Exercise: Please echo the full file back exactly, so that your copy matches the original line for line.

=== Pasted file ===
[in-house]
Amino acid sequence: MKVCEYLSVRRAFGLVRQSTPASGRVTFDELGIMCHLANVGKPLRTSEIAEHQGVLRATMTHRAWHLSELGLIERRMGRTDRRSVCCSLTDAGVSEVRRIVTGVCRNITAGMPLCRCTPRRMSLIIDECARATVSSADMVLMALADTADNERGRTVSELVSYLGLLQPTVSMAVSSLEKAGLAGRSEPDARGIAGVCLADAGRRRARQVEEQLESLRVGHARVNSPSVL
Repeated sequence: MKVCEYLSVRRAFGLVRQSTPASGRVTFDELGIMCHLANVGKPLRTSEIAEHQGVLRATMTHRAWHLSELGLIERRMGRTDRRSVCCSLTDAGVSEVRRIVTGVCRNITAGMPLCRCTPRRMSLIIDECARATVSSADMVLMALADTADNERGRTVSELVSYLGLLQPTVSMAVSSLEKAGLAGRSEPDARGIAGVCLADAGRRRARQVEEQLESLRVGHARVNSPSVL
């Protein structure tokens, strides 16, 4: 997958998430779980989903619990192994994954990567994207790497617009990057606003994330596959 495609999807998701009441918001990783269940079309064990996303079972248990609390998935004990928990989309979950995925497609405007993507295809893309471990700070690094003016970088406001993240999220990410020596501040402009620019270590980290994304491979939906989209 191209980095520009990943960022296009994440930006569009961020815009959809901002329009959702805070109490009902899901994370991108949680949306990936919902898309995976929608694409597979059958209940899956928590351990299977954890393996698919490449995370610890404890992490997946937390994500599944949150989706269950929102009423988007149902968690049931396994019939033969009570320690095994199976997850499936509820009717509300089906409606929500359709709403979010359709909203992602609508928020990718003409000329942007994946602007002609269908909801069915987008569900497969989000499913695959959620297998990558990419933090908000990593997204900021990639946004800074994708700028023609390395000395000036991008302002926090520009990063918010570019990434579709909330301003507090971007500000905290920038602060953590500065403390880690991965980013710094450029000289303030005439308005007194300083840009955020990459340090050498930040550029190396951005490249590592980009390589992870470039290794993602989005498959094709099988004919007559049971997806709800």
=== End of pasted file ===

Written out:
[in-house]
Amino acid sequence: MKVCEYLSVRRAFGLVRQSTPASGRVTFDELGIMCHLANVGKPLRTSEIAEHQGVLRATMTHRAWHLSELGLIERRMGRTDRRSVCCSLTDAGVSEVRRIVTGVCRNITAGMPLCRCTPRRMSLIIDECARATVSSADMVLMALADTADNERGRTVSELVSYLGLLQPTVSMAVSSLEKAGLAGRSEPDARGIAGVCLADAGRRRARQVEEQLESLRVGHARVNSPSVL
Repeated sequence: MKVCEYLSVRRAFGLVRQSTPASGRVTFDELGIMCHLANVGKPLRTSEIAEHQGVLRATMTHRAWHLSELGLIERRMGRTDRRSVCCSLTDAGVSEVRRIVTGVCRNITAGMPLCRCTPRRMSLIIDECARATVSSADMVLMALADTADNERGRTVSELVSYLGLLQPTVSMAVSSLEKAGLAGRSEPDARGIAGVCLADAGRRRARQVEEQLESLRVGHARVNSPSVL
């Protein structure tokens, strides 16, 4: 997958998430779980989903619990192994994954990567994207790497617009990057606003994330596959 495609999807998701009441918001990783269940079309064990996303079972248990609390998935004990928990989309979950995925497609405007993507295809893309471990700070690094003016970088406001993240999220990410020596501040402009620019270590980290994304491979939906989209 191209980095520009990943960022296009994440930006569009961020815009959809901002329009959702805070109490009902899901994370991108949680949306990936919902898309995976929608694409597979059958209940899956928590351990299977954890393996698919490449995370610890404890992490997946937390994500599944949150989706269950929102009423988007149902968690049931396994019939033969009570320690095994199976997850499936509820009717509300089906409606929500359709709403979010359709909203992602609508928020990718003409000329942007994946602007002609269908909801069915987008569900497969989000499913695959959620297998990558990419933090908000990593997204900021990639946004800074994708700028023609390395000395000036991008302002926090520009990063918010570019990434579709909330301003507090971007500000905290920038602060953590500065403390880690991965980013710094450029000289303030005439308005007194300083840009955020990459340090050498930040550029190396951005490249590592980009390589992870470039290794993602989005498959094709099988004919007559049971997806709800």